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Printed at: 11:04:57 / 04-12-2020

Tonsillectomy and Adenoidectomy

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More about Your Treatment

You have been told by your doctor that you need an operation of tonsillectomy and or adenoidectomy. Please take a few minutes to read through this information sheet which answers the most usual questions patients ask. The tonsils are two fleshy masses lying at the sides of the throat and the adenoids lie at the back of the nose. Their function, as a small part of the large lymphatic system, is to assist building up resistance to infection in the first year or two of life. In childhood, when immunities develop, these organs enlarge but usually decrease in size as the child passes through adolescence. Infection leads to redness, swelling and soreness – especially on swallowing and in the case of the adenoids this may obstruct the back of the nose or the Eustachian (ventilation) tube which runs from here to the middle ear. Sometimes very large tonsils may obstruct breathing.

Treatment

Tonsillectomy (Removal of the Tonsils) is performed most often when:

  • There have been troublesome recurrent attacks sufficient to significantly affect a person’s health and quality of life.
  • There has been a severe and dangerous attack of tonsillitis requiring hospitalisation.
  • The child has had a Quinsy, which is an abscess forming behind the tonsils.
  • Enlargement causes obstructed breathing (sleep “apnoea”).

Adenoidectomy (Removal of the Adenoids) is performed when adenoid enlargement causes:

  • Severe obstruction at the back of the nose, making the child mouth-breathe during the day or snore at night.
  • An interference with the normal opening of the Eustachian tube that opens into the back of the nose causing recurrent deafness from “glue ear” (secretory otitis media) or repeated ear infections.

Advice for parents/patients after operation

  • A letter will be sent to your doctor saying what operation has been performed on you or your child.
  • The throat will be sore for about 7/10 days after tonsillectomy and the uvula, which hangs down at the back of the mouth, may be swollen for a while. These symptoms may be worse in an adult.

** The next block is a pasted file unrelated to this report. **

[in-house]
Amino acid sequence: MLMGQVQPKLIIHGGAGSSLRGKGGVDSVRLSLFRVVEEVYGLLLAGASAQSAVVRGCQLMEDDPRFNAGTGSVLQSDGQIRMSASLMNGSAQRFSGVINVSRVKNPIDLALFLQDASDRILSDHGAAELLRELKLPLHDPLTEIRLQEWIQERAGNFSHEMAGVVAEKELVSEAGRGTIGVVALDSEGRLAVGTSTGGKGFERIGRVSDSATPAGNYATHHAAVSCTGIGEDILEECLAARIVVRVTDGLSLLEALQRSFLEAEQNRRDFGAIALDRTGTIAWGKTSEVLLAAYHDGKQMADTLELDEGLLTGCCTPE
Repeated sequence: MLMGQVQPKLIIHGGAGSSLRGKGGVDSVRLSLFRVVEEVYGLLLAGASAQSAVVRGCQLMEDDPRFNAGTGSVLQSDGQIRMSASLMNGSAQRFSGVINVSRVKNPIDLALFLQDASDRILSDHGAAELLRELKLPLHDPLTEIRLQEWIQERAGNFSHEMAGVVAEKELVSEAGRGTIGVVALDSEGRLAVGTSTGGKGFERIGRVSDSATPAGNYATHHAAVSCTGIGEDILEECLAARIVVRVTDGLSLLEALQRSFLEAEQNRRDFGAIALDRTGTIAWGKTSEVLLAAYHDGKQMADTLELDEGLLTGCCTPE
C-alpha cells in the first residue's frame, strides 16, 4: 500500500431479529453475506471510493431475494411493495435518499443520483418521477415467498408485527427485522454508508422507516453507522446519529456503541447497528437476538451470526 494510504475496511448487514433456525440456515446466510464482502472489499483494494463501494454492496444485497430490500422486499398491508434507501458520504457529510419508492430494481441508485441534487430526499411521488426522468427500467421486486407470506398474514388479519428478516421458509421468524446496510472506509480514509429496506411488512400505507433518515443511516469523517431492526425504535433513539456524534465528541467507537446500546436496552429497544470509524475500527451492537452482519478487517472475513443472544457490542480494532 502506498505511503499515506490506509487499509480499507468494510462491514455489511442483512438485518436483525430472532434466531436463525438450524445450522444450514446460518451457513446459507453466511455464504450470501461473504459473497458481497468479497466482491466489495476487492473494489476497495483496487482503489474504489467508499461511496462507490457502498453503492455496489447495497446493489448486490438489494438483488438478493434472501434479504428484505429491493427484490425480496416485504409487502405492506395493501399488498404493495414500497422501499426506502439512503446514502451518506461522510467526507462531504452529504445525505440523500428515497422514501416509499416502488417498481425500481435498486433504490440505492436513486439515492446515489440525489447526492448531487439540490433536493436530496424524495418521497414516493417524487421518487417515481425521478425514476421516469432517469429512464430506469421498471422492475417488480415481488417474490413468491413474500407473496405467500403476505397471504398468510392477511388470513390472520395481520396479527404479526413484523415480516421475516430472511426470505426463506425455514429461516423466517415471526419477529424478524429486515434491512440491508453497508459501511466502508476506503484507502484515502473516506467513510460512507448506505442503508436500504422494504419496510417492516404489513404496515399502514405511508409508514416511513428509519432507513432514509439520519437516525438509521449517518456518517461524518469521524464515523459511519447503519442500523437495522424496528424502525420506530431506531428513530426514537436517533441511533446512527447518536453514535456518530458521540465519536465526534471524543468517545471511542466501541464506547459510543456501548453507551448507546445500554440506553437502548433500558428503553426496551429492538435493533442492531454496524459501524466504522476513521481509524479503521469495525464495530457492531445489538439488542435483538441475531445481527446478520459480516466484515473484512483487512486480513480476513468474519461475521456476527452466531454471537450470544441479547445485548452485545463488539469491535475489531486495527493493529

• No school (or work if an adult) for two weeks – one week in the case of adenoidectomy alone.
  • Restrict contact with people outside the family for about a week, especially with those who have had a cold or infection, until the tonsils have healed (2 weeks).
  • Encourage a normal diet and extra fluids. Start by eating and drinking little but often at the beginning; gradually get back into your normal routine.
  • During this time you will be a large rough patch (slough) where the tonsils used to be.
  • You will be given 2 types of pain killer sufficient for 10 days and these should be taken alternatively at regular times. Adults will be given 2 bottles of mouthwash for before and after food.
  • Earache – is quite common after tonsillectomy and does not mean there is ear infection.
  • Chewing gum is recommended to get your chewing muscles working again.

Complications

  1. Bleeding may occur after surgery, usually within 8-24 hours of the operation. If there is any doubt, you will be kept in for observation.
  2. Secondary infection – occasionally, 5-14 days post operation, there may be increasing pain and/or bleeding. This means the raw area has become infected and re-admission to hospital and treatment with antibiotics may be required if severe – contact either your doctor or the hospital.

 Length of stay

Time in hospital – 24 hours after the operation.

 Time off school/work – 1 week after adenoidectomy, 2 weeks after tonsillectomy.

 

For queries please contact:  Ambulatory Care on (01908) 995 470